This section is from the book "An Illustrated Flora Of The Northern United States, Canada And The British Possessions Vol2", by Nathaniel Lord Britton, Addison Brown. Also available from Amazon: An Illustrated Flora of the Northern United States, Canada and the British Possessions. 3 Volume Set..
Napaea hermaphrodita L. Sp. Pl. 686. 1753.
Sida Napaea Cav. Diss. 5: 277. pl. 132. f. I. 1788.
Perennial, nearly glabrous, branching, 4°-10° high. Leaves petioled, 3'-6' wide, ovate-orbicular, deeply 3-7-lobed or cleft, the lobes lanceolate or ovate, the middle one commonly longest, all incised-dentate, acute or acuminate; flowers white, 9"-12" broad, numerous in terminal corymbose panicles; pedicels, calyx and petioles of the upper leaves finely pubescent; calyx-lobes short and broad, acute; carpels about 10, acute, dehiscent at the top.
4: 23. 1849. Malva hederacea Dougl.; Hook. Fl. Bor. Am. 1:
Perennial, decumbent, densely stellate-canes-cent. Leaves reniform to broadly ovate. inequilateral, 2' wide or less; flowers solitary or few together in the axils, the peduncles recurved in fruit; petals white or yellowish; calyx 5-angled, its lobes ovate-lanceolate, acuminate; fruit short, conic, of 6 to 10 carpels.
In moist, often saline soil, Kansas to Texas, Mexico, Wyoming, Washington and California.
7. AB┘TILON [Tourn.] Mill. Gard. Dict. Abr. Ed. 4. 1754.
Herbs or shrubs, sometimes trees in tropical countries, mostly soft-pubescent, with cordate angular or lobed leaves and axillary flowers. Involucels none. Calyx 5-cleft. Stamen-column anther bearing at the apex. Cavities of the ovary 5-∞, 3-9-ovuled. Style-branches the same number as the ovary-cavities, stigmatic at the apex; carpels 2-valved, often rostrate, falling away from the axis at maturity. Seeds more or less reniform, the upper ascending, the lower pendulous or horizontal. [Name given by the celebrated Arabian physician Avi-cenna (Ibn Sina), died 1037.]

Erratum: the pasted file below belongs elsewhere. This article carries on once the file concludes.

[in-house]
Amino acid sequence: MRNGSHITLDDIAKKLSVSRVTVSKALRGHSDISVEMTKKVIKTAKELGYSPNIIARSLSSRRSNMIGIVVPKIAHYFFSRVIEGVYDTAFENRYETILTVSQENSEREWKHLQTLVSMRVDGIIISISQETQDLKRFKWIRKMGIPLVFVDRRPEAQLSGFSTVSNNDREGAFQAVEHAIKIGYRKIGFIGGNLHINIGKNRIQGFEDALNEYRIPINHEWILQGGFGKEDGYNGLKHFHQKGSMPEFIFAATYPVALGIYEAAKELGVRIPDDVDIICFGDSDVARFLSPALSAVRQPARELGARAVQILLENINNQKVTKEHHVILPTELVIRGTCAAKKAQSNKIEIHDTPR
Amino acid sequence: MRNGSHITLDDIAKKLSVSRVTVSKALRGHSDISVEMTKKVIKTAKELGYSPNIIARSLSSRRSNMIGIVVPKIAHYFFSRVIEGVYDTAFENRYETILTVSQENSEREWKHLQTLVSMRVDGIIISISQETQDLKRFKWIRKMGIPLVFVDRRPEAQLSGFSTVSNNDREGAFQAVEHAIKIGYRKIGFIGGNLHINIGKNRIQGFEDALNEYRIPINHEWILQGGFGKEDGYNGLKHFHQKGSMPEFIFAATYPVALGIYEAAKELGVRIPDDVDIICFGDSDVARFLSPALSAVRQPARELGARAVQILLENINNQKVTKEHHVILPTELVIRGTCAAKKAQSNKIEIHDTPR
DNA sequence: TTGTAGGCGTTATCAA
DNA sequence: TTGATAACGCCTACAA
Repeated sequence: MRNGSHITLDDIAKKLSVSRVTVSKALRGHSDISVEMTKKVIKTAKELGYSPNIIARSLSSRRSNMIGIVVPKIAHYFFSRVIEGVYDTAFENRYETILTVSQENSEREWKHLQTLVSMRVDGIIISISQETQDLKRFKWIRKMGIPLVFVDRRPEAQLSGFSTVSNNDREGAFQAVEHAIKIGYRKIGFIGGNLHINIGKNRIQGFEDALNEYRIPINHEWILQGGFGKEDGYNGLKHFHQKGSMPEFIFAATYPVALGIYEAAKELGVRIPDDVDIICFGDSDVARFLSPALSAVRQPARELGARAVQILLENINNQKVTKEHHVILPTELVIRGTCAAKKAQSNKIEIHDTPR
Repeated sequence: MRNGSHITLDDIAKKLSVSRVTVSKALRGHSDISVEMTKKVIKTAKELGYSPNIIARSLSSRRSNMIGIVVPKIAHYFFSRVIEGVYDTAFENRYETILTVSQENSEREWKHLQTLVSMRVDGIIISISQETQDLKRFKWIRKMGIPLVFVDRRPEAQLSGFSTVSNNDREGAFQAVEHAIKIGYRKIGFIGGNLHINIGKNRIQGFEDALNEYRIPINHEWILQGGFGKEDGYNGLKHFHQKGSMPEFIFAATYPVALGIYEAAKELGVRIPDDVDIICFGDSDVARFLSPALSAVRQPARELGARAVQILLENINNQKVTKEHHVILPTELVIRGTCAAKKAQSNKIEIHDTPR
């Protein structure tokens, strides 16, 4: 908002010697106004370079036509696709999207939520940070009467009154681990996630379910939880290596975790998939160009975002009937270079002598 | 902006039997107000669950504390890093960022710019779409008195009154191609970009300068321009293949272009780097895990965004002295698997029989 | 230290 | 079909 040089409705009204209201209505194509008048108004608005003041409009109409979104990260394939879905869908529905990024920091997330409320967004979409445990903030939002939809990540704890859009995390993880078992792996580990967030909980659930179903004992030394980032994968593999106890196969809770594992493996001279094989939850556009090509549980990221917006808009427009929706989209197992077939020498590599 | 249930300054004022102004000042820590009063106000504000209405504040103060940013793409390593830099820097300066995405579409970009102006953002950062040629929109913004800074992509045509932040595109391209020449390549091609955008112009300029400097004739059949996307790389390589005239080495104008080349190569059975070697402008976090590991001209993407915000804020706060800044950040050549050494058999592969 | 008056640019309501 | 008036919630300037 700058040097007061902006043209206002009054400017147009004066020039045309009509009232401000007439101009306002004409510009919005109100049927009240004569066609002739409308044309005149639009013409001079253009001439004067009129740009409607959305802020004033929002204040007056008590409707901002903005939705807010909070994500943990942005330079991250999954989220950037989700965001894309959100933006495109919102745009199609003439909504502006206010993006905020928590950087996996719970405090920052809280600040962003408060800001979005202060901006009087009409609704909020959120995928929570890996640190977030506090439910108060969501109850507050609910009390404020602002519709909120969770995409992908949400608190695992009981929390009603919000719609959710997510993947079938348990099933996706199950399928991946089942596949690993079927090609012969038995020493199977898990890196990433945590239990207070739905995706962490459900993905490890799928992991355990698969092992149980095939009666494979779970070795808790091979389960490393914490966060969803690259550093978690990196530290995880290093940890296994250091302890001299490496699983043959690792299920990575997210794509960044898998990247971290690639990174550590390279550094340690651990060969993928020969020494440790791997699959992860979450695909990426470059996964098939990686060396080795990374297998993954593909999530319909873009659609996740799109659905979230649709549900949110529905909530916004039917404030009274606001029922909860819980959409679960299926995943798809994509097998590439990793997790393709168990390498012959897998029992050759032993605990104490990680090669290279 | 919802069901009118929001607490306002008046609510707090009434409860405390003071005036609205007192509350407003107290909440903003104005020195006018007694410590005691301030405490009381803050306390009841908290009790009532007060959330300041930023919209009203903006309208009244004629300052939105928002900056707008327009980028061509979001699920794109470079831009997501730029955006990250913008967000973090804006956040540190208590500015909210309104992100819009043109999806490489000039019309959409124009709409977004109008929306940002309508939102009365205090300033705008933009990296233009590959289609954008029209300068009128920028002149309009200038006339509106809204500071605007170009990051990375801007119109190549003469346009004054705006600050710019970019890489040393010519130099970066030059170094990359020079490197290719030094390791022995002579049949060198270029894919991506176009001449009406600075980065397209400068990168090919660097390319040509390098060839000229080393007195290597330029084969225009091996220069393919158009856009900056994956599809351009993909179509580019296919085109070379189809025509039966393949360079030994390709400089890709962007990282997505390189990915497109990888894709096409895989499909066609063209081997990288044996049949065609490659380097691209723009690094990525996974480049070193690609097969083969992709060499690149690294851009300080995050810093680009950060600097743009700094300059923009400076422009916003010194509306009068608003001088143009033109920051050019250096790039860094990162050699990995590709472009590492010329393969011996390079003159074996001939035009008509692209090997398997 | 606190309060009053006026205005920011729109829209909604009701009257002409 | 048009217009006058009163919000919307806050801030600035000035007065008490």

About 100 species, natives of warm and tropical regions of both hemispheres. In addition to the following typical one, some 15 others inhabit the southern and southwestern parts of the United States.
Sida Abutilon L. Sp. Pl. 685. 1753. Abutilon Theophrasti Medic. Malv. 28. 1787. Abutilon Avicennae Gaertn. Fruct. et Sem. 2: 251.
pl. 135. 1791. A. Abutilon Rusby, Mem. Torr. Club 5: 222. 1894.
Annual, stout, 3°-6° high, branched, densely and finely velvety-pubescent. Leaves long-petioled, cordate, ovate-orbicular, 4'-12' wide, dentate, or nearly entire, acuminate, the tip blunt; flowers yellow, 6"-9" broad, axillary, solitary; peduncles stout, shorter than the petioles; head of fruit 1' in diameter or more; carpels 12-15, pubescent, dehiscent at the apex, each valve beaked by a slender awn.
In waste places, frequent or common throughout our area, except the extreme north. Naturalized or adventive from southern Asia, and widely distributed as a weed in warm countries. American jute or hemp. Indian hemp. Cotton-, sheep-or mormon-weed. Butter-button- or velvet-weed. Pie-print or -marker. Butter-print. Aug.-Oct.